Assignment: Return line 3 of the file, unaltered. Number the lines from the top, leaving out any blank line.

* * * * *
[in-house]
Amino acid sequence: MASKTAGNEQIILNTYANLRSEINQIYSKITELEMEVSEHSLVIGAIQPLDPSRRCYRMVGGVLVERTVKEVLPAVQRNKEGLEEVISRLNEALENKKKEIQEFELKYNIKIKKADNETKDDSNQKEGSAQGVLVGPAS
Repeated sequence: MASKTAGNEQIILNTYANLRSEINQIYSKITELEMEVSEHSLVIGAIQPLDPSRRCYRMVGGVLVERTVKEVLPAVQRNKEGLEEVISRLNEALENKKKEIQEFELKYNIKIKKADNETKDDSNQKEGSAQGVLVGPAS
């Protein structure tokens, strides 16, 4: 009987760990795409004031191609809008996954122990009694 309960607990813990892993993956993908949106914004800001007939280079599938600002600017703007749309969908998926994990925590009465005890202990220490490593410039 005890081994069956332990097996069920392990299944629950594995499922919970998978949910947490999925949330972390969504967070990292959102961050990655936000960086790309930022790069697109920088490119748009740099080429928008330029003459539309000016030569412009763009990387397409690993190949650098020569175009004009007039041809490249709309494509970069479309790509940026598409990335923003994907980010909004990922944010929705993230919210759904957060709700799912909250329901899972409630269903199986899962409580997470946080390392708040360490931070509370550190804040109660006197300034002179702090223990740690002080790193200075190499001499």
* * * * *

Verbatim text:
Repeated sequence: MASKTAGNEQIILNTYANLRSEINQIYSKITELEMEVSEHSLVIGAIQPLDPSRRCYRMVGGVLVERTVKEVLPAVQRNKEGLEEVISRLNEALENKKKEIQEFELKYNIKIKKADNETKDDSNQKEGSAQGVLVGPAS